“It was definitely a little bit of an adjustment [being virtual], but I had a great supervisor and a team that was really interested in getting to know me as an intern and was really supportive.”
Groome was a virtual intern at the Global Engagement Center (GEC), which is responsible for protecting the U.S. from foreign disinformation and propaganda
More specifically, she was working for the Technology Engagement Team at the GEC. The Technology Engagement Team is responsible for assessing technologies that could help with gaps in the disinformation space so they team up with foreign partners, the private sector and academia to assess and compile information on challenges that different groups are having with foreign disinformation and propaganda and to help alleviate those concerns.
“One of my projects was to research 5G/6G and virtual reality. I looked at deepfakes with regard to entertainment apps. I was also able to attend what we called Tech Demos, which is where companies would come in and pitch their technologies that they thought could help alleviate some of the challenges of disinformation and propaganda. I was responsible for attending those meetings and writing up the reports.”
She was using her communication and research skills in a new, unexpected way.
“This was a totally new realm of international security for me, which was very exciting. As someone who enjoys English classes and really loves the English department here, I was excited to get to tap into disinformation and propaganda.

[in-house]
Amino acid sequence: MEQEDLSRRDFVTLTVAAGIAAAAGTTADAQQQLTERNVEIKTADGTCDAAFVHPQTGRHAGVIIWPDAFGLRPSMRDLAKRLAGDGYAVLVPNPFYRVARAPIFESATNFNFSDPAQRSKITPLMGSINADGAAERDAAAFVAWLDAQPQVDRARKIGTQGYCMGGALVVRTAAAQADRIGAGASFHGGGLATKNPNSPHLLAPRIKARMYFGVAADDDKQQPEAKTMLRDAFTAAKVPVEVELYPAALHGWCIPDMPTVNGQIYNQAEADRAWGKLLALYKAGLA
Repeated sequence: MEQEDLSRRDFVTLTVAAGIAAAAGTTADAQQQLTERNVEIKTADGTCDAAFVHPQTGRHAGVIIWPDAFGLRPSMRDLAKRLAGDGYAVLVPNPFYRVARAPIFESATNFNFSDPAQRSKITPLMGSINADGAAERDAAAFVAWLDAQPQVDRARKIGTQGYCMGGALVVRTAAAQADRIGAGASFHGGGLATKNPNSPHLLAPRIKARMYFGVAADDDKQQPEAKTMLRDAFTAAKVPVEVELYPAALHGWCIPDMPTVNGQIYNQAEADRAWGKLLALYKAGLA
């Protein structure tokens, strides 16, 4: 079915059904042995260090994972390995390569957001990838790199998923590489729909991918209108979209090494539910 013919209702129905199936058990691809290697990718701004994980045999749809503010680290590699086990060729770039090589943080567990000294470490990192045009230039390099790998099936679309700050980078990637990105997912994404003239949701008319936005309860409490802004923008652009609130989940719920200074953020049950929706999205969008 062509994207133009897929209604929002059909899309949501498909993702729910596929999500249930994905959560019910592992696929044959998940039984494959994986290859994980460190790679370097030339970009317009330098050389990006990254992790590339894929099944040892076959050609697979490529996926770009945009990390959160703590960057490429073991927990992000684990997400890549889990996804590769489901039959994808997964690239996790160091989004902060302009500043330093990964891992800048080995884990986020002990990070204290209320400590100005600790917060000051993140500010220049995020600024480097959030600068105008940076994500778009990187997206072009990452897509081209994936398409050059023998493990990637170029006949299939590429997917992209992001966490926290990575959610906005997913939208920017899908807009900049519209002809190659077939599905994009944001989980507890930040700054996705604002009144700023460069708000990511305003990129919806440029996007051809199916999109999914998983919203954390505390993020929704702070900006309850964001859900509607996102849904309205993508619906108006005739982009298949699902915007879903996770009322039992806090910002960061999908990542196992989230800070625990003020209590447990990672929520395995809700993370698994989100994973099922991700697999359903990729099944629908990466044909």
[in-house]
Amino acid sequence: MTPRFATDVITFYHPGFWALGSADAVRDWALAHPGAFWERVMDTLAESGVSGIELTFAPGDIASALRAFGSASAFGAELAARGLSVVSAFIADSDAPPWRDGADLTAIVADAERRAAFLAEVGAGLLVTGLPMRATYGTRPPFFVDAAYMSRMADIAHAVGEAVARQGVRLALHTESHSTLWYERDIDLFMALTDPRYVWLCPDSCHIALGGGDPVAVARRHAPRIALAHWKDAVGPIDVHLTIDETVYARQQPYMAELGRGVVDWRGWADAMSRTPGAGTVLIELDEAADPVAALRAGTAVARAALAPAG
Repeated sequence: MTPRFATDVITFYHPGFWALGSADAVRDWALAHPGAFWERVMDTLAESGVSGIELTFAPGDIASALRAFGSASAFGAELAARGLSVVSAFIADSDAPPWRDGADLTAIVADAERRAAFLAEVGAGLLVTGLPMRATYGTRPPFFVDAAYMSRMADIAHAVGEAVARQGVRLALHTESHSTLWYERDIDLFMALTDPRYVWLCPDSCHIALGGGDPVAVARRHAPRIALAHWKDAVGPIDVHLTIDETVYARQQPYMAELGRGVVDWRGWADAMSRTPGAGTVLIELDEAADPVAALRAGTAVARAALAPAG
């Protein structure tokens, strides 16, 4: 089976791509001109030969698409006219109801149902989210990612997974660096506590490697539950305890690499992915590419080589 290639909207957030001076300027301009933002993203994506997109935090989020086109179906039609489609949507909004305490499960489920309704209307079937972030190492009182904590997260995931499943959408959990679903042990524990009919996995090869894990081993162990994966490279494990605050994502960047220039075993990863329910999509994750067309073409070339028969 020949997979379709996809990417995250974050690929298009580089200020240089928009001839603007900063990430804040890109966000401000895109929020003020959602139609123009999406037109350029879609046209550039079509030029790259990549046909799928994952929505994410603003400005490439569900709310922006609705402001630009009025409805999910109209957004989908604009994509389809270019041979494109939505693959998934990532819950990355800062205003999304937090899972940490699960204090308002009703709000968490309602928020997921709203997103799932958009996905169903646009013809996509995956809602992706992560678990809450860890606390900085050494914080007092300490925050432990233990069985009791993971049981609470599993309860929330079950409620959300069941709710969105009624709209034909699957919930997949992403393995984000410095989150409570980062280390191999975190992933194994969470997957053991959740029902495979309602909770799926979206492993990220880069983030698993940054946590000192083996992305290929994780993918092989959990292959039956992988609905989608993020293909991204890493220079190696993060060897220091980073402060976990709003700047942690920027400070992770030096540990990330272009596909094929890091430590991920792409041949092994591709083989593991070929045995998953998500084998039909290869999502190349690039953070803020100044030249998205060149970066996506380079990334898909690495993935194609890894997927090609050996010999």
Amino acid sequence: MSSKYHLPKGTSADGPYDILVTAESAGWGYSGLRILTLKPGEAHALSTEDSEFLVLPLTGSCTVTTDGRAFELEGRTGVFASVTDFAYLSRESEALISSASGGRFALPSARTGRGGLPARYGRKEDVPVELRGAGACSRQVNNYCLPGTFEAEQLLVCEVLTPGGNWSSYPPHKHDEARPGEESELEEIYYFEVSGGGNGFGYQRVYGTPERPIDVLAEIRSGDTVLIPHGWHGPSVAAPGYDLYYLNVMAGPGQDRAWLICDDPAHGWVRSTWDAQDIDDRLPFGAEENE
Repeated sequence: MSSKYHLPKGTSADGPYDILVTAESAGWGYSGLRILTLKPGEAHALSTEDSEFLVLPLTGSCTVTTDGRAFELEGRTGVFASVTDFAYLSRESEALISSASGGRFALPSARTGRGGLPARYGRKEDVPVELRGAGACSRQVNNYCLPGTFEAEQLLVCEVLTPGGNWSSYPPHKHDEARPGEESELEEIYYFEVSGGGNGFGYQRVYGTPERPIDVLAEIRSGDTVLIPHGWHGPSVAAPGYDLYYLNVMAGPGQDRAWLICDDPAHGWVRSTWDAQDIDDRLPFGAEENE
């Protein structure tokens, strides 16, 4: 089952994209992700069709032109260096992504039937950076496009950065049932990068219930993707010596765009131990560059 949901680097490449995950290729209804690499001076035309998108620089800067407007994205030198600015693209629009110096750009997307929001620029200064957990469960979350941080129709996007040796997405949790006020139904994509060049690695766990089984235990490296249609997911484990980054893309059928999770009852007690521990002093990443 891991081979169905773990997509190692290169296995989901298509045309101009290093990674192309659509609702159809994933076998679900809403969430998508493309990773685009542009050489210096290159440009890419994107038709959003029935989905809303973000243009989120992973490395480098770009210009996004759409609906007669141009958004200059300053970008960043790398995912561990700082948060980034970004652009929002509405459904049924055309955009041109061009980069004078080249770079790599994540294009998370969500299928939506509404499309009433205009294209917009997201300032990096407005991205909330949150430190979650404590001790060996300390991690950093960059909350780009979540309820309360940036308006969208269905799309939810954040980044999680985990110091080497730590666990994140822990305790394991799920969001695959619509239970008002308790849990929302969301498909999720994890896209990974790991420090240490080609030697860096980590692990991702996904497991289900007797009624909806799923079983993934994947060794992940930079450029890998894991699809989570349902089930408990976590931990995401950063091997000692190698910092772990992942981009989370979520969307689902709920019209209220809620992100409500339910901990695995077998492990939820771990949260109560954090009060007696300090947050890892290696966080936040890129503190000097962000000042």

“It’s really fascinating to see the kinds of themes and how disinformation was shared and what was actually convincing--what caught people’s attention more than others. It’s really interesting to draw from my interest in literature to analyze how [foreign agents] are conveying information.”
Working in an area that was new to her, she was finding that she was able to combine her interests: government theory, international interaction, communication strategies and how people talk to each other.
She also got some unexpected writing coaching.
“I got trained in government style writing which is a little bit different from other writing I’ve done before. It’s very to the point. It’s who did what, where, when. Very similar to journalistic writing.”
She compares the process to imagining you’re handing someone a memo as they’re walking to the elevator, when they’re about to go into a meeting. “How do you get them the information as quickly as possible in such a way that they can either defend a policy or hold their own in a discussion?”
It was not her usual style, but she worked hard to hone this new communication skill. “I’m a little bit wordy naturally, but my supervisor was great at helping me parse out what was most important to convey. I had a lot of practice of getting to the point.”